HSBC's Ron Prunesti: u201cFrom the construction side, Miami, Boston and New York are great.u201d

ORLANDO–Construction lending—a hit-or-miss proposition over the past several years—has rebounded to levels not seen in decades, said panelists here at the Mortgage Bankers Association‘s Commercial Real Estate Finance/Multifamily Housing Convention & Expo.

“I’ve been doing this for 25 years I haven’t seen this much development since I first got into the business,” said Jay Marshall, senior managing director with HFF.

Kent Daiber, senior banker with Starwood Property Trust, agreed. “A year ago we had no construction loans on the books,” he said. “By the end of last year we had a little over $1 billion and by the end of this quarter we’ll have another billion on the books.”

HSBC is another firm that likes construction lending, according to Ronald Prunesti, senior vice president. “We did about $5.5 billion last year. We like urban gateway centers and luxury condos—boutique properties with strong sponsors and stories to tell.”

Panelists agreed that they like apartment financing. But other property types get attention as well. John Waldeck, managing director with Pacific Life Insurance Co., said his firm has done some retail deals in addition to multifamily deals, “but we look at everything. We’re looking at credit-lease office buildings.”

“We would never do speculative office,” Daiber said. “We are doing some hotel and condo loans right now. We pretty much will do anything at the right basis; basis is the main driver for us. We’re open to everything.”

Of course, construction costs have increased as construction has grown—especially in major cities. “We’re definitely starting to see construction costs go up,” said Ted Starkey, senior vice president of commercial real estate with Wells Fargo. “The last couple of deals we’ve quoted on have gone out for final bid and come back with higher than expected construction costs. You need to be conscious of it. It definitely helps when you’ve got a borrower with a good track record of building over time.”

Daiber said construction costs have gone up considerably in the current building cycle. “But if a borrower comes to us and says ‘this is my real land cost, this is my hard cost to build,’ then it’s easy enough to do the math. If I like the math I like the deal, but it’s the borrower’s issue to solve to make sure that hard costs remains the hard costs.”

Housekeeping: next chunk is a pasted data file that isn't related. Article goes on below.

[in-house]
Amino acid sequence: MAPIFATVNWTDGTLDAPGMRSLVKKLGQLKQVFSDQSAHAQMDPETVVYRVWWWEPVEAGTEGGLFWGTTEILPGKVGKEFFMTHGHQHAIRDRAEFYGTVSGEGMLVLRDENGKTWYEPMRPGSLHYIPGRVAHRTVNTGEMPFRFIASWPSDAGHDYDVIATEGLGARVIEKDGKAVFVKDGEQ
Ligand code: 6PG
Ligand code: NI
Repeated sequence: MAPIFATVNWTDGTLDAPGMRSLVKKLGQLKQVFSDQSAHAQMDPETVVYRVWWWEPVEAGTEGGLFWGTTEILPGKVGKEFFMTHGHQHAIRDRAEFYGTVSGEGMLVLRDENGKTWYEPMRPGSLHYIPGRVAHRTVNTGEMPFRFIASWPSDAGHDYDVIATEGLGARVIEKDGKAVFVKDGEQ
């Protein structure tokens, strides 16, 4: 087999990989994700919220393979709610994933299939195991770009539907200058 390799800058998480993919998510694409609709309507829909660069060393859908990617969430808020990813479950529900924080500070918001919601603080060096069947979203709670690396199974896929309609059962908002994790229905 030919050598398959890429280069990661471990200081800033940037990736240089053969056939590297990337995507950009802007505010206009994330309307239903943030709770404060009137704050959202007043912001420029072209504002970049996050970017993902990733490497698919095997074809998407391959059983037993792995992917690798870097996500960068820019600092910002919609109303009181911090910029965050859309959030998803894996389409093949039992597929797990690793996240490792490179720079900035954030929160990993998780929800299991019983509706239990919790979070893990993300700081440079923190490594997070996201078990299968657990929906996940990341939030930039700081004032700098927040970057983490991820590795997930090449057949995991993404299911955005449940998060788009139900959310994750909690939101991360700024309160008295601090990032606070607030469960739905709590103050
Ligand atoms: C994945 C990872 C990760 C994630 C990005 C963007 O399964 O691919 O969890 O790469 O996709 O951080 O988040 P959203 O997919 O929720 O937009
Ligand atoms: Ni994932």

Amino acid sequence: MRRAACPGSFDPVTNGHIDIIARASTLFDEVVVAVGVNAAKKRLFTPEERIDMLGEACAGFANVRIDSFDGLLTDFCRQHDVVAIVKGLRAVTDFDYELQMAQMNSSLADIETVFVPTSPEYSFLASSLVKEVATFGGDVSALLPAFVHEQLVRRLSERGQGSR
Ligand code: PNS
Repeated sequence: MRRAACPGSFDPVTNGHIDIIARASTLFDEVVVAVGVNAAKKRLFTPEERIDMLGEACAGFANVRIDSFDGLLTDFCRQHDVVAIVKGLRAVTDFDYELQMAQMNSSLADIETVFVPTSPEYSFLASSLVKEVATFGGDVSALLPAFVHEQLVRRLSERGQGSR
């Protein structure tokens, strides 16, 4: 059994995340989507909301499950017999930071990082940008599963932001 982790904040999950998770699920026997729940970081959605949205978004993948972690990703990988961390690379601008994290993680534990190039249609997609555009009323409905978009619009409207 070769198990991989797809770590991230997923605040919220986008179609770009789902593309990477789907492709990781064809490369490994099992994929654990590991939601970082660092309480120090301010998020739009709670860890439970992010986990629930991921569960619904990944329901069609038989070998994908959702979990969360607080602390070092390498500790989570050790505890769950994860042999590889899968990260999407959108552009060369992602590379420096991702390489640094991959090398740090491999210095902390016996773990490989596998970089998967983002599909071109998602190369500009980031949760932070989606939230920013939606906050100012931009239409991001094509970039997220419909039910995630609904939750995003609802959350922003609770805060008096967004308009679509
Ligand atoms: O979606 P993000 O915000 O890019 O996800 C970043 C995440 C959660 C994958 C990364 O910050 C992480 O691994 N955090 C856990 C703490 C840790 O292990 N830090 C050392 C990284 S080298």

Prunesti said HSBC has largely focused on gateway cities. “From the construction side, Miami, Boston and New York are great,” he said. “We’re watching how things go there in the DC market; it saw a lot of ramp-up and a little stagnation last year. Miami has had very high-end luxury condo construction and San Francisco is still very good as well.”

Waldeck said Pacific Life also focuses on major markets. “We’re probably more selective now in Houston,” he said. “We’re trying to grow our exposure in Boston and in the New York area. We’re full up in Washington, DC and Seattle. For us it’s less about pure economics and more about exposure.”

“We really do our homework on new product coming on line and what new product will be coming on line when we will deliver,” said Anthony Soldi, vice president of alternative investments with Cornerstone Real Estate Advisers. “We prefer major metros. Infill locations aren’t looking as attractive anymore, so we often go out into first-tier suburbs. We like Denver for now.”

But some smaller markets have seen dramatically increased construction lending as well, Daiber said. “Last summer we chased hard [on a multifamily deal] in North Dakota because the metrics are like nothing you’ve ever seen before. People are living in cars and hotels” because of the state’s booming energy sector, he said. “You’re building to a cash-for-cash return of something like 25%.”

Reprinted with permission from MBA NewsLink and the Mortgage Bankers Association.